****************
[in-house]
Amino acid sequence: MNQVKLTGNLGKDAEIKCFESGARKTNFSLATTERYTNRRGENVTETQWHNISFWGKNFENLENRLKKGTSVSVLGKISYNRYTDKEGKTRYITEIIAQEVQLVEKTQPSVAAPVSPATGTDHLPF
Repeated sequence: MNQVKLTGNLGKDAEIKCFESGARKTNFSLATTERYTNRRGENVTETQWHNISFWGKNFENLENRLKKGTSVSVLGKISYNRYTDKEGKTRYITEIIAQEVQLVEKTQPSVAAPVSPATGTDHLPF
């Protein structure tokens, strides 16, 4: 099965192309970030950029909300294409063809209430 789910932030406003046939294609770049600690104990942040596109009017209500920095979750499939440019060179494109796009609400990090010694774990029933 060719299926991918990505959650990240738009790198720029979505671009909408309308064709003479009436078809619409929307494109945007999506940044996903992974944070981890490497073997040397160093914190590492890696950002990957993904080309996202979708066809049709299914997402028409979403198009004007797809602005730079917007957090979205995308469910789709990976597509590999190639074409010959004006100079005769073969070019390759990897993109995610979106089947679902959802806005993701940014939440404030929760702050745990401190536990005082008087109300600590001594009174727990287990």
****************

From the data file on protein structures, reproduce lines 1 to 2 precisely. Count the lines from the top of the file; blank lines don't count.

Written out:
[in-house]
Amino acid sequence: MNQVKLTGNLGKDAEIKCFESGARKTNFSLATTERYTNRRGENVTETQWHNISFWGKNFENLENRLKKGTSVSVLGKISYNRYTDKEGKTRYITEIIAQEVQLVEKTQPSVAAPVSPATGTDHLPF